Thai government, poll body agree on July 20 vote

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Photo - Pheu Thai party leader Yingluck Shinawatra casts her vote in a general election at a polling station in Bangkok, Thailand, Sunday, Feb. 2, 2014.(AP Photo/Wally Santana)
Pheu Thai party leader Yingluck Shinawatra casts her vote in a general election at a polling station in Bangkok, Thailand, Sunday, Feb. 2, 2014.(AP Photo/Wally Santana)
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BANGKOK (AP) — Thailand's government and election authorities agreed Wednesday to hold a new general election on July 20 in an attempt to end the country's political stalemate.

The state Election Commission announced the date after meeting with Prime Minister Yingluck Shinawatra and other members of her Cabinet. The commission will meet May 6 to draft an election decree for the government to submit to King Bhumibol Adulyadej for his pro-forma endorsement.

Thailand held a general election on Feb. 2 after Yingluck dissolved Parliament's lower house in response to protests calling on her to step down. The Constitutional Court nullified the election on March 21 because it failed to meet legal requirements after the protesters disrupted the registration process and voting.

The protesters say they want Yingluck to step down to allow an interim non-elected government to implement anti-corruption reforms and remove her family's influence from politics. They have insisted that they will not accept new elections before reforms are instituted.

The protest group, the People's Democratic Reform Committee, had no immediate response to Wednesday's announcement.

Yingluck said on her Facebook page before Wednesday's meeting: "I truly hope the country will be set free from the conflict and that every side can talk peacefully, as well as can hold an election under a constitutional framework, in order to have a government that is truly wanted by the people soon."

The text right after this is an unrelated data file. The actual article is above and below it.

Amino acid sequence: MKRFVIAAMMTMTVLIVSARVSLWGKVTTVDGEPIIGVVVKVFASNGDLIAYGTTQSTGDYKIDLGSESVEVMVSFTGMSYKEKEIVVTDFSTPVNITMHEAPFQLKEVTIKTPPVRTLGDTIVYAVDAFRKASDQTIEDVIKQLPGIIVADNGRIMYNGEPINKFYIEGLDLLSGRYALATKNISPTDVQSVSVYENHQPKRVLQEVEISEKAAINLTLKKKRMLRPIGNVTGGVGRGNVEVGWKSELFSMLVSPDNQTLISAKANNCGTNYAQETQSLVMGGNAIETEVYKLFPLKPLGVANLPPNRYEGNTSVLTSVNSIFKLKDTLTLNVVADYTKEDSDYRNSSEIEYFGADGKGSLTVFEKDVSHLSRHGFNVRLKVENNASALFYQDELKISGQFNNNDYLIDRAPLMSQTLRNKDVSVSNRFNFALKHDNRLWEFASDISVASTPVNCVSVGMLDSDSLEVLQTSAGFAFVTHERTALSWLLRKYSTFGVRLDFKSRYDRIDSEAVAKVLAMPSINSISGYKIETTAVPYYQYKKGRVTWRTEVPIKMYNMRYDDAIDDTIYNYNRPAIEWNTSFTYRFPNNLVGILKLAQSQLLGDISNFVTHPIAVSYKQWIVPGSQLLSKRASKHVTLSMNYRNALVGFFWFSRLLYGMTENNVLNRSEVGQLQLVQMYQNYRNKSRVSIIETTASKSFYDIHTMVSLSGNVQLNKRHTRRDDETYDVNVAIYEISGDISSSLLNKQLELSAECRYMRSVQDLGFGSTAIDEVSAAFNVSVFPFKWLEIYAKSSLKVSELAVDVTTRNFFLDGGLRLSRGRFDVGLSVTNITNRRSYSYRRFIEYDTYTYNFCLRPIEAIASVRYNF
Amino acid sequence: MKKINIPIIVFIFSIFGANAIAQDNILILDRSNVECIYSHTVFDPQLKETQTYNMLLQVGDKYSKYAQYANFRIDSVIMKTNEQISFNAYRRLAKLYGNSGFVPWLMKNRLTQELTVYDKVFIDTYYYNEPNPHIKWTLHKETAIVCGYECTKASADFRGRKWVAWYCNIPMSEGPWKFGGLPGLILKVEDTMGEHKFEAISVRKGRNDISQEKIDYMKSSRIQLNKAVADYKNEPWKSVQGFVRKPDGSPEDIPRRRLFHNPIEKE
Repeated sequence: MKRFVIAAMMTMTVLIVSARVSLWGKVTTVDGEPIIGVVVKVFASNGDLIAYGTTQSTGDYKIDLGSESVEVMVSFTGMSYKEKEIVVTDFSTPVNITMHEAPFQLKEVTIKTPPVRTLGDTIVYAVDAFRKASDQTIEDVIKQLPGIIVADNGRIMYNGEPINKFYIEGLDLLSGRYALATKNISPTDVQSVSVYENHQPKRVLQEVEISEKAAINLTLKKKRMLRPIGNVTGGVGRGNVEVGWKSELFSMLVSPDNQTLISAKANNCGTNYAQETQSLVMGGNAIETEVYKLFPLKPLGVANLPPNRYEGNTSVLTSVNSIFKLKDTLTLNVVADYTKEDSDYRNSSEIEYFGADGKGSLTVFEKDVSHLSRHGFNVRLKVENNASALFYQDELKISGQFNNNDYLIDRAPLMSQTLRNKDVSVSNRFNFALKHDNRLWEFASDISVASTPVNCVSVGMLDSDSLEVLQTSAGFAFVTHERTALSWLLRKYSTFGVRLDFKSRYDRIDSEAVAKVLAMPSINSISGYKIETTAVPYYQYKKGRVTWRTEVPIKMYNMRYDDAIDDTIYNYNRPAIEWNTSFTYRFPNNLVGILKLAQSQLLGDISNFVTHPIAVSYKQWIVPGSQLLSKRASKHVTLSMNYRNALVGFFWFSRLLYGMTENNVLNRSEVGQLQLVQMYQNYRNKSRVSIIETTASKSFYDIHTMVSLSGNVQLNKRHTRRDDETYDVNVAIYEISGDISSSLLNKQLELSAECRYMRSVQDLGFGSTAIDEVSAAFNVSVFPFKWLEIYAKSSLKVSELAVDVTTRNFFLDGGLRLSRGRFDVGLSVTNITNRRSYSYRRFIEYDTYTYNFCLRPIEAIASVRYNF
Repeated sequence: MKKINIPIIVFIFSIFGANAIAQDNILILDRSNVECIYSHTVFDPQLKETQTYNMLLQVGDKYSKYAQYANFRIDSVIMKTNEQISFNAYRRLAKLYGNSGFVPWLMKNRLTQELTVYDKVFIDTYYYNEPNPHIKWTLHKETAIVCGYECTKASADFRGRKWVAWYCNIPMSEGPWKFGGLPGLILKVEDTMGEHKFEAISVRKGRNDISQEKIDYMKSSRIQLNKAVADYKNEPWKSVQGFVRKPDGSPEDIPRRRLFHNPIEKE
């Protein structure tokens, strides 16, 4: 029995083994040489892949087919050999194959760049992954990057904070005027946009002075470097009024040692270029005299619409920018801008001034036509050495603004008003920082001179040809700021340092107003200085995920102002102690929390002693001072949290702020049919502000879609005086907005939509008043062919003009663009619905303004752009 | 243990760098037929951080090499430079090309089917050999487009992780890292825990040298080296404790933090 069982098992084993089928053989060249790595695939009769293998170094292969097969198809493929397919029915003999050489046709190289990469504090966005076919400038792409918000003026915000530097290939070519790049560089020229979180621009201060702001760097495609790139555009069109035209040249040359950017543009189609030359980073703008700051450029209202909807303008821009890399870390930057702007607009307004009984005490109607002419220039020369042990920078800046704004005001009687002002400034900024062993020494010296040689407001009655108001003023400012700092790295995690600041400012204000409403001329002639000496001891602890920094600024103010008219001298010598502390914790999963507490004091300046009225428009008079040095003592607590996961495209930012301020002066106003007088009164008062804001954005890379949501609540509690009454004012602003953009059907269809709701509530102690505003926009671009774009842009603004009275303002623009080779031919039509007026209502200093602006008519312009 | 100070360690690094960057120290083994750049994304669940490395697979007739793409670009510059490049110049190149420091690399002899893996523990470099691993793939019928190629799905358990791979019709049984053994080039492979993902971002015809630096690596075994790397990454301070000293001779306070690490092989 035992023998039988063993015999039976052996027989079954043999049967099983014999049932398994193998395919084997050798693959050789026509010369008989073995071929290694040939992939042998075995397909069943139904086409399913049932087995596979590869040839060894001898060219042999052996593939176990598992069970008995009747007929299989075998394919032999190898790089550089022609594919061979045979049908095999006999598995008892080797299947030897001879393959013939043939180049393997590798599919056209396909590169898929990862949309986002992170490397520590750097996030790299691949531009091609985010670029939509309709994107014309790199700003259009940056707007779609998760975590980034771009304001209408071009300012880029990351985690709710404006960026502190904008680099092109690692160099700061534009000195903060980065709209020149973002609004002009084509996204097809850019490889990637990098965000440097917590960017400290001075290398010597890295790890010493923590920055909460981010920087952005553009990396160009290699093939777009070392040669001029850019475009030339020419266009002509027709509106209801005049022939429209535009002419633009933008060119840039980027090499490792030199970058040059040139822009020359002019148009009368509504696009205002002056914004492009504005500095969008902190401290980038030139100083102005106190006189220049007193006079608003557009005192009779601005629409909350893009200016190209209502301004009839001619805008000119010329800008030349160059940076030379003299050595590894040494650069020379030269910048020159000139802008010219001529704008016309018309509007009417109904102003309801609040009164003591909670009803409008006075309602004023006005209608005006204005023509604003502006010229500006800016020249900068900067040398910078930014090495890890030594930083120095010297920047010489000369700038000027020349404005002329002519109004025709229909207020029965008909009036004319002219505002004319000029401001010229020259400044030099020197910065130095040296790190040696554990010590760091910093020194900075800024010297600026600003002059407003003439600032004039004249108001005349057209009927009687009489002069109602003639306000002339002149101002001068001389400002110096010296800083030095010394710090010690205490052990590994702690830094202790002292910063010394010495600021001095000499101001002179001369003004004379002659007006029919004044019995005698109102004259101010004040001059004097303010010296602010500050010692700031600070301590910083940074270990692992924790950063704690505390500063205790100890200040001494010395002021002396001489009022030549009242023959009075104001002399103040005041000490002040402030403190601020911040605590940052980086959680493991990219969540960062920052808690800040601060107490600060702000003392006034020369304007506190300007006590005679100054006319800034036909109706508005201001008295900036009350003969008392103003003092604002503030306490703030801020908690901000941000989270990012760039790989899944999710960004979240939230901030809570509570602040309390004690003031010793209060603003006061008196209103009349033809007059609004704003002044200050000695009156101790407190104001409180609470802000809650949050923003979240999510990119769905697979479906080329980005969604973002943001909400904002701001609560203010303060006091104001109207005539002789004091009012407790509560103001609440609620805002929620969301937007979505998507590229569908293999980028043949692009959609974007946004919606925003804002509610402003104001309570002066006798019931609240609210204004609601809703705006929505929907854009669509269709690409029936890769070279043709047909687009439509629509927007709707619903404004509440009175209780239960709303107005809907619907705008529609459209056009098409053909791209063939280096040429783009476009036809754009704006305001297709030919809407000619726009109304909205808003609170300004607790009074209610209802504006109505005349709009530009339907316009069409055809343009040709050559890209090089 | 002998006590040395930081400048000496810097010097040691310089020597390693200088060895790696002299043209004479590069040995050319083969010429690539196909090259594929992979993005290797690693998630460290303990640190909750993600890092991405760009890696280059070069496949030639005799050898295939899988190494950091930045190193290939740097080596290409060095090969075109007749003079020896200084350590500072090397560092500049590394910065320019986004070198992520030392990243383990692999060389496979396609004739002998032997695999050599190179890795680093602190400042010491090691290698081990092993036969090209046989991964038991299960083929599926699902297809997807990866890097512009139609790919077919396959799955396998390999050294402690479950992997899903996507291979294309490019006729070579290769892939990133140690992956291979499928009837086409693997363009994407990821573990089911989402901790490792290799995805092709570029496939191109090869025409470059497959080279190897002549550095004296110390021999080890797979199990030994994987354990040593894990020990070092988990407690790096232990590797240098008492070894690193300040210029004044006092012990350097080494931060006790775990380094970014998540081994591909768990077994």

Thailand has been plagued by political strife since a 2006 military coup ousted then-Prime Minister Thaksin Shinawatra, Yingluck's brother, after demonstrators accused him of corruption, abuse of power and disrespect for the king. More than 20 people have been killed and hundreds wounded in political violence over the past six months.

This past week has seen new efforts to break the deadlock, with the head of the opposition Democrat Party, Abhisit Vejjajiva, calling for compromise.

Abhisit has held a series of high-profile meetings with the Election Commission, military leaders, civil servants and politicians to propose ideas he said could defuse the crisis, although he has not revealed what the suggestions were. The Democrats have close links to the protest movement.

Reflecting uncertainty about the prospects for new polls, Election Commission Secretary-General Puchong Nutrawong said the government agreed that if unforeseeable circumstances arise, it will issue another decree to amend the election date.

The caretaker government led by Yingluck's Pheu Thai party has run the country with limited powers since the lower house was dissolved in December in an attempt to renew the government's mandate in the face of the protests.

The February polls were obstructed mainly in Bangkok and southern provinces, with protesters blocking and intimidating candidates from registering, preventing ballots from reaching polling stations and keeping voters from casting their votes. The protesters have also battled with police and occupied government offices.

The Constitutional Court ruled the election invalid, citing an article saying elections must be carried out nationwide on the same day. The polls' legitimacy was further eroded by a boycott by the Democrats.

Even if new polls are held as scheduled, there is a strong possibility that Yingluck may not be able to keep her position as head of government because she faces several court cases that could force her out.

Yingluck's opponents hope that in such a situation, a failure to form a new government will spark a constitutional crisis, allowing them to invoke vaguely defined clauses in the constitution and have an unelected prime minister installed.

But there also are fears that Yingluck's supporters would not peacefully accept such a situation, termed by many a "judicial coup," since they see courts and independent state agencies as being biased against her family's political machine.

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Associated Press writer Grant Peck contributed to this report.

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